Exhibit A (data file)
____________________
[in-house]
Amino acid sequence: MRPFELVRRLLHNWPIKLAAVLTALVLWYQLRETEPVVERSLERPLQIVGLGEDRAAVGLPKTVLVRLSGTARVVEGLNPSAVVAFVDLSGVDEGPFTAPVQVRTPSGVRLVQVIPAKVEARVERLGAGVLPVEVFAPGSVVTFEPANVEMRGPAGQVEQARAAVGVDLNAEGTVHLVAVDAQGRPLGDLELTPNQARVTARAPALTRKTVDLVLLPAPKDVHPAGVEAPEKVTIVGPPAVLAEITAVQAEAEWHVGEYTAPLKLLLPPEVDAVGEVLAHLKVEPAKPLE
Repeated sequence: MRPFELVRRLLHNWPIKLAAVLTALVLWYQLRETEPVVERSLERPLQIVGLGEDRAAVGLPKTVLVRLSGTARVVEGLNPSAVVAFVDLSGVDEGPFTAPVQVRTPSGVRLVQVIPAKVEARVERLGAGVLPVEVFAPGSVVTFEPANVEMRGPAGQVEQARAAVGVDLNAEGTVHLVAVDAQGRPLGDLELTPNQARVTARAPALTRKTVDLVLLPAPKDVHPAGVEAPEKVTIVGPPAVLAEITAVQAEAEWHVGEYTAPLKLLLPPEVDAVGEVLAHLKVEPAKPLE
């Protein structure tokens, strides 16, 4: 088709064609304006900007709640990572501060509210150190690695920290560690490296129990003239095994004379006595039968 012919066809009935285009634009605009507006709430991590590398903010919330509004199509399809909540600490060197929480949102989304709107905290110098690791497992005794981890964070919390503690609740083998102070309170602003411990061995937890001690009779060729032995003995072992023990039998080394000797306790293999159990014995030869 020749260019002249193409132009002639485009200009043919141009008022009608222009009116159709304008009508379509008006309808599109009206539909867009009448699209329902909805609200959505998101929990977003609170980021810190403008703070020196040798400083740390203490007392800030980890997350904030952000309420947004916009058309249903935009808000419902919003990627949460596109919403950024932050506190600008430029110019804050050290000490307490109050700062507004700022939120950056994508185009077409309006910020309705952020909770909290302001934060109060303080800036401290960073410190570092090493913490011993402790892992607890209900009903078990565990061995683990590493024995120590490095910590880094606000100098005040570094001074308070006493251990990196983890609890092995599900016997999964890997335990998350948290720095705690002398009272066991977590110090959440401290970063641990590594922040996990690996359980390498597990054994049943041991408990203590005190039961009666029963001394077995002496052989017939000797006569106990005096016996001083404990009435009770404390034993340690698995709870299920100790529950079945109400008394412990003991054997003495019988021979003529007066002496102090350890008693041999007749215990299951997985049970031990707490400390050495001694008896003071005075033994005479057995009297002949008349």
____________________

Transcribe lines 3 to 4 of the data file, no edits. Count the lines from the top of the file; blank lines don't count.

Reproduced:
Repeated sequence: MRPFELVRRLLHNWPIKLAAVLTALVLWYQLRETEPVVERSLERPLQIVGLGEDRAAVGLPKTVLVRLSGTARVVEGLNPSAVVAFVDLSGVDEGPFTAPVQVRTPSGVRLVQVIPAKVEARVERLGAGVLPVEVFAPGSVVTFEPANVEMRGPAGQVEQARAAVGVDLNAEGTVHLVAVDAQGRPLGDLELTPNQARVTARAPALTRKTVDLVLLPAPKDVHPAGVEAPEKVTIVGPPAVLAEITAVQAEAEWHVGEYTAPLKLLLPPEVDAVGEVLAHLKVEPAKPLE
């Protein structure tokens, strides 16, 4: 088709064609304006900007709640990572501060509210150190690695920290560690490296129990003239095994004379006595039968 012919066809009935285009634009605009507006709430991590590398903010919330509004199509399809909540600490060197929480949102989304709107905290110098690791497992005794981890964070919390503690609740083998102070309170602003411990061995937890001690009779060729032995003995072992023990039998080394000797306790293999159990014995030869 020749260019002249193409132009002639485009200009043919141009008022009608222009009116159709304008009508379509008006309808599109009206539909867009009448699209329902909805609200959505998101929990977003609170980021810190403008703070020196040798400083740390203490007392800030980890997350904030952000309420947004916009058309249903935009808000419902919003990627949460596109919403950024932050506190600008430029110019804050050290000490307490109050700062507004700022939120950056994508185009077409309006910020309705952020909770909290302001934060109060303080800036401290960073410190570092090493913490011993402790892992607890209900009903078990565990061995683990590493024995120590490095910590880094606000100098005040570094001074308070006493251990990196983890609890092995599900016997999964890997335990998350948290720095705690002398009272066991977590110090959440401290970063641990590594922040996990690996359980390498597990054994049943041991408990203590005190039961009666029963001394077995002496052989017939000797006569106990005096016996001083404990009435009770404390034993340690698995709870299920100790529950079945109400008394412990003991054997003495019988021979003529007066002496102090350890008693041999007749215990299951997985049970031990707490400390050495001694008896003071005075033994005479057995009297002949008349």